You’ll have to excuse the witty title, but I’ve been working on table borders. Specifically collapsed multi-line borders, properly joined at intersections. It is hard work I tell you. No, really, it’s downright ridiculous.
Since a table cell may span multiple rows or columns, along each side of the cell, it may share its border on that side with N neighboring cells, or with the table border. Along each such shared border segment, the neighboring border along that segment must be identified and collapsed with the cell border according to certain rules. The most commonly used rules are those specified in the CSS collapsing border model, sometimes with slight modifications. This is also what I’m aiming for in my implementation.
Lines in Scribus can traditionally be represented by an arbitrary number of lines, each with its own color, width and style, drawn on top of each other, thin over thick. Like this:
In trying to keep in style, I’d of course like to support these types of lines in my implementation of table borders. This is also supported by competing products such as InDesign.
Borders from different cells, or from the table itself, meeting at an intersection in the table should optionally be joined. Joining is the process of adjusting the start and end points of the border, as well as adjusting the start and end points of the individual lines constituting the border, in order to make a “best effort” join with any other borders meeting at the intersection.
This is where the fun begins. I’ve identified at least these 41 possible cases of joins:
The Past ~Two Weeks
In the past two weeks most of my work has been trying to find a joining/painting algorithm that correctly identifies all the cases above and performs the necessary adjustments.
To paint an entire table, the painting algorithm must iterate over all cell edges in the table, and for each edge, iterate over all shared border segments. For each segment, the segment is collapsed with the correct neighboring border. Next, each of the, possibly six, other border segments meeting the segment at its start and end point must also be identified. This means identifying all the cells surrounding the segment and collapsing the appropriate shared border segments between them.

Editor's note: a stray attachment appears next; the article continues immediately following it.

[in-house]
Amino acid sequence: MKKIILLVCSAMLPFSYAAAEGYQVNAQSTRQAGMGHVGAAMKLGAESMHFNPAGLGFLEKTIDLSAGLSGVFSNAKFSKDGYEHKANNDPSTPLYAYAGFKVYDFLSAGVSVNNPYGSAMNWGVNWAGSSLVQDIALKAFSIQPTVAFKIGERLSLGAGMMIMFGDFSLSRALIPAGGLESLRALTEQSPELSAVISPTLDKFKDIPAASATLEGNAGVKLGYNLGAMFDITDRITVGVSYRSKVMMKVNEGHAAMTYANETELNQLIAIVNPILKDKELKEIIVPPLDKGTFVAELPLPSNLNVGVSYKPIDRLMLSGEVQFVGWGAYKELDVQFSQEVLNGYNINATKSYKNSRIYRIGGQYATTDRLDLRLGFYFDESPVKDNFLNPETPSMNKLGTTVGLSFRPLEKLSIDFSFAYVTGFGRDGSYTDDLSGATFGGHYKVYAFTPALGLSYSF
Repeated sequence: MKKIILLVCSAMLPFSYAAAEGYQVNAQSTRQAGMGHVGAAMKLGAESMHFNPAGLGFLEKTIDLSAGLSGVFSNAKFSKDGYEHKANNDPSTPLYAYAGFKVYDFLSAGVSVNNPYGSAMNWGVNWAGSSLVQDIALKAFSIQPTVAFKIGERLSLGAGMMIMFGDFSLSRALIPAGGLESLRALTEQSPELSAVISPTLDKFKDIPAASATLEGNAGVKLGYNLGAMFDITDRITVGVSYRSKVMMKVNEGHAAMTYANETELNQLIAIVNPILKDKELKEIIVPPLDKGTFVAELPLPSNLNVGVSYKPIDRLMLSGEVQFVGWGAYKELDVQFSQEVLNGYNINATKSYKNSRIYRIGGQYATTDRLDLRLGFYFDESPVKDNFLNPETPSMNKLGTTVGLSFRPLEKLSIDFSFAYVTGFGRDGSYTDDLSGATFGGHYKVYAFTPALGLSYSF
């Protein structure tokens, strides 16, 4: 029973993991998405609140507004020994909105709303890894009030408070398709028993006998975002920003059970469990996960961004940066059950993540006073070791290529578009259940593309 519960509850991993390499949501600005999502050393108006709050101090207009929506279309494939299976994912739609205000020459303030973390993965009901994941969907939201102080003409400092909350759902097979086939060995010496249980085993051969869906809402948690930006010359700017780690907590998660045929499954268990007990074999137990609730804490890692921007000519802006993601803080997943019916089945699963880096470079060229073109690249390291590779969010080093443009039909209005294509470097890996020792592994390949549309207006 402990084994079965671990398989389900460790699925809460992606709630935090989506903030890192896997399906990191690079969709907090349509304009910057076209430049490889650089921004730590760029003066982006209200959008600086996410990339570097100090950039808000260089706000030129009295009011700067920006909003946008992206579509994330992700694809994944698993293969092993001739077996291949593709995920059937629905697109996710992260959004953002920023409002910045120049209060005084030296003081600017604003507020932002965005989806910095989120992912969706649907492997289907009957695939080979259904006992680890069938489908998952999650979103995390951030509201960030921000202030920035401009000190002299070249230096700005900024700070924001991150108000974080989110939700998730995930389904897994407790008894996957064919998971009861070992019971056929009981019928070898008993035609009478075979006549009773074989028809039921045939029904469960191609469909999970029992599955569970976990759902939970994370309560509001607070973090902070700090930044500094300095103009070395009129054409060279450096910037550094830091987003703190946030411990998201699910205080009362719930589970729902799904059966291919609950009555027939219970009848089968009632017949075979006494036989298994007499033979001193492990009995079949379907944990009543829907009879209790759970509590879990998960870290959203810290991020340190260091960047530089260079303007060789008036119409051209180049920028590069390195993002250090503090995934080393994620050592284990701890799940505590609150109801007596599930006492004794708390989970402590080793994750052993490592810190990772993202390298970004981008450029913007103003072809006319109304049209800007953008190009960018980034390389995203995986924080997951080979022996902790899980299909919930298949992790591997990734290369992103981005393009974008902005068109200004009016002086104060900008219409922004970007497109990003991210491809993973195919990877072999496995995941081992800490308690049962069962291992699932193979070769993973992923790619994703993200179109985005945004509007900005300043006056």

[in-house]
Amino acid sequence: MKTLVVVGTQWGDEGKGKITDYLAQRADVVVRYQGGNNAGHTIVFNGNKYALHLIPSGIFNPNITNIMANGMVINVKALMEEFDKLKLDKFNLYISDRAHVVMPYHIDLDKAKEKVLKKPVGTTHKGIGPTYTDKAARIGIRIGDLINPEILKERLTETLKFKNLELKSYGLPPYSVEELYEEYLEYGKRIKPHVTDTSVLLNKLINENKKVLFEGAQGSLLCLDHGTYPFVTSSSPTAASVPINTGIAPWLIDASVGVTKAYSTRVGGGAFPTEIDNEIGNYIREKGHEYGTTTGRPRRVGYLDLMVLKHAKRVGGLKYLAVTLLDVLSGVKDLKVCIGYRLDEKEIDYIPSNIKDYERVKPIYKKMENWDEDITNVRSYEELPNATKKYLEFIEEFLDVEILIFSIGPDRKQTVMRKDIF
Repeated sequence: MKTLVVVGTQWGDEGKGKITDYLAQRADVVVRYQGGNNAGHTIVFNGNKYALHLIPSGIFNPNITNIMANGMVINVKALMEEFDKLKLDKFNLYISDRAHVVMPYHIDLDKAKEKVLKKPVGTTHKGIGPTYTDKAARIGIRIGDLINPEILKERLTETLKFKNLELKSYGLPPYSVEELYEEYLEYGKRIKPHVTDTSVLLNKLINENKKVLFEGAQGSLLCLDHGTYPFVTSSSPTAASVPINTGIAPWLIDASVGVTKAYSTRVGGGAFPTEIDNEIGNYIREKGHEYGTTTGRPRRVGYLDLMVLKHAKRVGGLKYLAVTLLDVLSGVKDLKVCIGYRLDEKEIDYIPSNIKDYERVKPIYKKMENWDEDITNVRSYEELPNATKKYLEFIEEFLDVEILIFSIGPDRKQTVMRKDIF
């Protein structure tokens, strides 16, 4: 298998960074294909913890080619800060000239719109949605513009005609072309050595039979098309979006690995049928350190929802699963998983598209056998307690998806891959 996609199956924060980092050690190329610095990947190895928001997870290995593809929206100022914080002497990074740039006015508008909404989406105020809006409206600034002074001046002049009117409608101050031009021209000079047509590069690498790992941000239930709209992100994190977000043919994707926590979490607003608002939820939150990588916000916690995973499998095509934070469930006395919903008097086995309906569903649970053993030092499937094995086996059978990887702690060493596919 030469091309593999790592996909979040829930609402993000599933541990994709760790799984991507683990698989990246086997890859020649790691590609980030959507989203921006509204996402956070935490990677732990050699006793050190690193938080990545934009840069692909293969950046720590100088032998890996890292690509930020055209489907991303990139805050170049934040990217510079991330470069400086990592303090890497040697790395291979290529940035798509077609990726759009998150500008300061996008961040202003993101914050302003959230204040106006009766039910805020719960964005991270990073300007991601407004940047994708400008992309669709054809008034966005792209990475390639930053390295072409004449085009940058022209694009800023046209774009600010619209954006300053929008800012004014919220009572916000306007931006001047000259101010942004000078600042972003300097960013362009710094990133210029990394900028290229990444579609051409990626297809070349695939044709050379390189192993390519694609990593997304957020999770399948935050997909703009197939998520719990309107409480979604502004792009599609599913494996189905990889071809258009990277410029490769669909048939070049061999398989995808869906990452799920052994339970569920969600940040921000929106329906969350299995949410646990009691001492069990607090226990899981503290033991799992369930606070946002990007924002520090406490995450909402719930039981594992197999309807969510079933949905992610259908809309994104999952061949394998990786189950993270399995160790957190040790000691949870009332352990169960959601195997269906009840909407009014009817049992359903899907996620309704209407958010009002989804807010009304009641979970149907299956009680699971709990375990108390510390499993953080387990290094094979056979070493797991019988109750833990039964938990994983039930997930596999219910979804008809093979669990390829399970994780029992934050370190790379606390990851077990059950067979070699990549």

Let’s take a simple case as an example. In the example below we want to paint the top border of the green-tinted cell, which spans two columns. The thin red dotted line represents the underlying table grid.
In the first iteration above, in addition to collapsing the shared border segment between the cell itself and the cell above it, the five border segments coming in to meet it at the two intersections must be identified and collapsed correctly. After that, adjustments for joining can be made to the segment start and end, before the segment is finally painted.
Similarly, in the second iteration, there are four additional collapses that needs to be done before joining adjustments and finally painting can be done.
Needless to say, it’s been quite a chore trying to get this to work. Especially the joining algorithm has been a tough nut to crack. I’ve used up numerous sketch pads trying to figure it out. When working on something like this, pen and paper is invaluable. But, although there are some cases it can’t quite handle in a pleasing way, I think I finally have an approach that will work. I’ve intentionally made the code for collapsing and joining strictly separated from the rest of the code, to ease unit testing.
To not get too complicated the algorithm I’ve settled on imposes a strict painting order — horizontal borders must be painted on top of vertical ones. This means two iteration across the table. Iteration is quite fast though, and besides, I’d rather spend my time optimizing cell accesses on the table than convoluting the joining algorithm with added complexity.
So without further ado, here’s a screenshot of some collapsed joined and non-joined borders on a table in Scribus:
Although there are some bugs in there, I have other fish to fry at the moment, so I’m going to leave painting for a while. And if there’s anyone out there who, after looking at that picture with the 41 join cases I’ve identified, get a brilliant idea for an algorithm that covers them all with a minimal amount of code, then contact me! Please!
That’s all for now. Bye ’til next time!